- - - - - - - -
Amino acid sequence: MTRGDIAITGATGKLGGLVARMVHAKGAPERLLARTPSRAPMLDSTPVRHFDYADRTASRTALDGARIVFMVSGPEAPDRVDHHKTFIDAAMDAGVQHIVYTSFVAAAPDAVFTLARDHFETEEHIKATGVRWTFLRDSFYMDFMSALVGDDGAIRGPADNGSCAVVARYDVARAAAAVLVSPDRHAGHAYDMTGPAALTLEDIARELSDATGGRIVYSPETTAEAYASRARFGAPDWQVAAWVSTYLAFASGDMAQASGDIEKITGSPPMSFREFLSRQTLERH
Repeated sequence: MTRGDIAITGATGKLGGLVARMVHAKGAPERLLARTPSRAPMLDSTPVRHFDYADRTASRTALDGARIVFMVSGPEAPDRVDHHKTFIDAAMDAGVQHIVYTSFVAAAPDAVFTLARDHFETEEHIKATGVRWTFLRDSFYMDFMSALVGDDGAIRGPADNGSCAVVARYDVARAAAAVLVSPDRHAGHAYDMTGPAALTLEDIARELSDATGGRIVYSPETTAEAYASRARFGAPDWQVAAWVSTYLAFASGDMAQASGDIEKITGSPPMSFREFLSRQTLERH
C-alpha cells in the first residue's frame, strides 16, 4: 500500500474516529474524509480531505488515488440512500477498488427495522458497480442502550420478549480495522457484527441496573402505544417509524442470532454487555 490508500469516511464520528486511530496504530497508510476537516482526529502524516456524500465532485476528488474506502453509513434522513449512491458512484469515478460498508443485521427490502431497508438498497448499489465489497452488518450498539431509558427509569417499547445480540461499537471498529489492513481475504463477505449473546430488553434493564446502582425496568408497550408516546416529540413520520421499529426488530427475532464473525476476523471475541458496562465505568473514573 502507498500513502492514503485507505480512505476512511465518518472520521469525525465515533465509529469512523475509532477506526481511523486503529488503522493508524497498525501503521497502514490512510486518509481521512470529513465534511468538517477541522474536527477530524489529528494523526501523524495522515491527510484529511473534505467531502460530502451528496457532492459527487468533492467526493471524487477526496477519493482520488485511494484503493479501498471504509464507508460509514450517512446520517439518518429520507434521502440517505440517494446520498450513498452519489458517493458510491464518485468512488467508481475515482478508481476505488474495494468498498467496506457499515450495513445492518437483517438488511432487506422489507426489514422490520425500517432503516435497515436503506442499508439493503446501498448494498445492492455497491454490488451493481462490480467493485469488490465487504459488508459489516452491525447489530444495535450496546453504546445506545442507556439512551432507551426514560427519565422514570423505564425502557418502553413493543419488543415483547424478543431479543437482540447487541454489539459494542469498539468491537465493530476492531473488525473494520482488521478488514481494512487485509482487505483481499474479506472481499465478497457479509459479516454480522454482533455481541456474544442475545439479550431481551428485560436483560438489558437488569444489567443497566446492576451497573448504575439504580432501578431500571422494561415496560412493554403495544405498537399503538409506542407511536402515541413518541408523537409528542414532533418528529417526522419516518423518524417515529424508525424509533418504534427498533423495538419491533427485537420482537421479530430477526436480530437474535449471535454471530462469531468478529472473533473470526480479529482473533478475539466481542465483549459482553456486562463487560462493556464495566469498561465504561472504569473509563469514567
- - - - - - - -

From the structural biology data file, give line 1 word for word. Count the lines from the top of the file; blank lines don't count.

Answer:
Amino acid sequence: MTRGDIAITGATGKLGGLVARMVHAKGAPERLLARTPSRAPMLDSTPVRHFDYADRTASRTALDGARIVFMVSGPEAPDRVDHHKTFIDAAMDAGVQHIVYTSFVAAAPDAVFTLARDHFETEEHIKATGVRWTFLRDSFYMDFMSALVGDDGAIRGPADNGSCAVVARYDVARAAAAVLVSPDRHAGHAYDMTGPAALTLEDIARELSDATGGRIVYSPETTAEAYASRARFGAPDWQVAAWVSTYLAFASGDMAQASGDIEKITGSPPMSFREFLSRQTLERH